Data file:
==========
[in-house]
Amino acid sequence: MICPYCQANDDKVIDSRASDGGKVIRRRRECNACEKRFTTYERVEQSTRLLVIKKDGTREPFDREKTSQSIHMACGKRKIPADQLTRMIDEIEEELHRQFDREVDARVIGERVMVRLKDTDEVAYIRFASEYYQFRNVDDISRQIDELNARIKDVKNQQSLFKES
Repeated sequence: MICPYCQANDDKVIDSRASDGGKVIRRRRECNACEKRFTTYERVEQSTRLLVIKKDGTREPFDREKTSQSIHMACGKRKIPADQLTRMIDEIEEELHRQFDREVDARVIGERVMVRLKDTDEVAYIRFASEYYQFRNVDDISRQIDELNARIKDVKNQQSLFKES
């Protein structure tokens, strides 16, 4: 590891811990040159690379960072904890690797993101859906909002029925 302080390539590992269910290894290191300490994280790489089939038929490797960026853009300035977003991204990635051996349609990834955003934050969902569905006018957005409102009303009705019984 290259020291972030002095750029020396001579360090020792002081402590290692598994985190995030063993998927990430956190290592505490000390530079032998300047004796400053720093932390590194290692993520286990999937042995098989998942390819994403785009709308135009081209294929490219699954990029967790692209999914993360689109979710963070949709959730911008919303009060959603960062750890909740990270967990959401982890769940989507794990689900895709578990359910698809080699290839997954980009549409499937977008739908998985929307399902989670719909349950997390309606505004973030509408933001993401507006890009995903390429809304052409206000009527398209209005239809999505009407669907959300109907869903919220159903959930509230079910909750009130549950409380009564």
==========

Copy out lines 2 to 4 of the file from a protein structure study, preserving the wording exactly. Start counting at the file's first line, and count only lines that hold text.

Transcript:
Amino acid sequence: MICPYCQANDDKVIDSRASDGGKVIRRRRECNACEKRFTTYERVEQSTRLLVIKKDGTREPFDREKTSQSIHMACGKRKIPADQLTRMIDEIEEELHRQFDREVDARVIGERVMVRLKDTDEVAYIRFASEYYQFRNVDDISRQIDELNARIKDVKNQQSLFKES
Repeated sequence: MICPYCQANDDKVIDSRASDGGKVIRRRRECNACEKRFTTYERVEQSTRLLVIKKDGTREPFDREKTSQSIHMACGKRKIPADQLTRMIDEIEEELHRQFDREVDARVIGERVMVRLKDTDEVAYIRFASEYYQFRNVDDISRQIDELNARIKDVKNQQSLFKES
């Protein structure tokens, strides 16, 4: 590891811990040159690379960072904890690797993101859906909002029925 302080390539590992269910290894290191300490994280790489089939038929490797960026853009300035977003991204990635051996349609990834955003934050969902569905006018957005409102009303009705019984 290259020291972030002095750029020396001579360090020792002081402590290692598994985190995030063993998927990430956190290592505490000390530079032998300047004796400053720093932390590194290692993520286990999937042995098989998942390819994403785009709308135009081209294929490219699954990029967790692209999914993360689109979710963070949709959730911008919303009060959603960062750890909740990270967990959401982890769940989507794990689900895709578990359910698809080699290839997954980009549409499937977008739908998985929307399902989670719909349950997390309606505004973030509408933001993401507006890009995903390429809304052409206000009527398209209005239809999505009407669907959300109907869903919220159903959930509230079910909750009130549950409380009564």